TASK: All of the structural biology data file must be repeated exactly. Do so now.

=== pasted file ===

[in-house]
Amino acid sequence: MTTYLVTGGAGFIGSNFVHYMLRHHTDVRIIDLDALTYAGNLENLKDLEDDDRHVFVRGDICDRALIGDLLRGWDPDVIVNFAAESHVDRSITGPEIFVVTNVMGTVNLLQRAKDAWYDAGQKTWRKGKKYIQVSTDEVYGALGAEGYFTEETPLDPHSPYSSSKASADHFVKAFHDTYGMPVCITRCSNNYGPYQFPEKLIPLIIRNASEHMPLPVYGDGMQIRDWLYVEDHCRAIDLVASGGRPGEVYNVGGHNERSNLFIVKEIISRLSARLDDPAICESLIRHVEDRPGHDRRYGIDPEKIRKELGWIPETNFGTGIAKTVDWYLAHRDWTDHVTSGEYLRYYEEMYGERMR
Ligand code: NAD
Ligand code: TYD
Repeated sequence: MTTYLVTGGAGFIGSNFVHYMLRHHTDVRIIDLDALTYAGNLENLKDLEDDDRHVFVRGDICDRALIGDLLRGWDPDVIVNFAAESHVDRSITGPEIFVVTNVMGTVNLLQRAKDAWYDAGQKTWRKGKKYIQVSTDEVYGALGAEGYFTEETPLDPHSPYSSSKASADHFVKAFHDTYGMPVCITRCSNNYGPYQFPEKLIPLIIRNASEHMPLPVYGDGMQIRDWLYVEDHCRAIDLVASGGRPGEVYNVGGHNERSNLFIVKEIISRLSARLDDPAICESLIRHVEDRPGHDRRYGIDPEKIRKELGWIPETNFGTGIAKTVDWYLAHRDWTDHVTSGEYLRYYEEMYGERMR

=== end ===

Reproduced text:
[in-house]
Amino acid sequence: MTTYLVTGGAGFIGSNFVHYMLRHHTDVRIIDLDALTYAGNLENLKDLEDDDRHVFVRGDICDRALIGDLLRGWDPDVIVNFAAESHVDRSITGPEIFVVTNVMGTVNLLQRAKDAWYDAGQKTWRKGKKYIQVSTDEVYGALGAEGYFTEETPLDPHSPYSSSKASADHFVKAFHDTYGMPVCITRCSNNYGPYQFPEKLIPLIIRNASEHMPLPVYGDGMQIRDWLYVEDHCRAIDLVASGGRPGEVYNVGGHNERSNLFIVKEIISRLSARLDDPAICESLIRHVEDRPGHDRRYGIDPEKIRKELGWIPETNFGTGIAKTVDWYLAHRDWTDHVTSGEYLRYYEEMYGERMR
Ligand code: NAD
Ligand code: TYD
Repeated sequence: MTTYLVTGGAGFIGSNFVHYMLRHHTDVRIIDLDALTYAGNLENLKDLEDDDRHVFVRGDICDRALIGDLLRGWDPDVIVNFAAESHVDRSITGPEIFVVTNVMGTVNLLQRAKDAWYDAGQKTWRKGKKYIQVSTDEVYGALGAEGYFTEETPLDPHSPYSSSKASADHFVKAFHDTYGMPVCITRCSNNYGPYQFPEKLIPLIIRNASEHMPLPVYGDGMQIRDWLYVEDHCRAIDLVASGGRPGEVYNVGGHNERSNLFIVKEIISRLSARLDDPAICESLIRHVEDRPGHDRRYGIDPEKIRKELGWIPETNFGTGIAKTVDWYLAHRDWTDHVTSGEYLRYYEEMYGERMR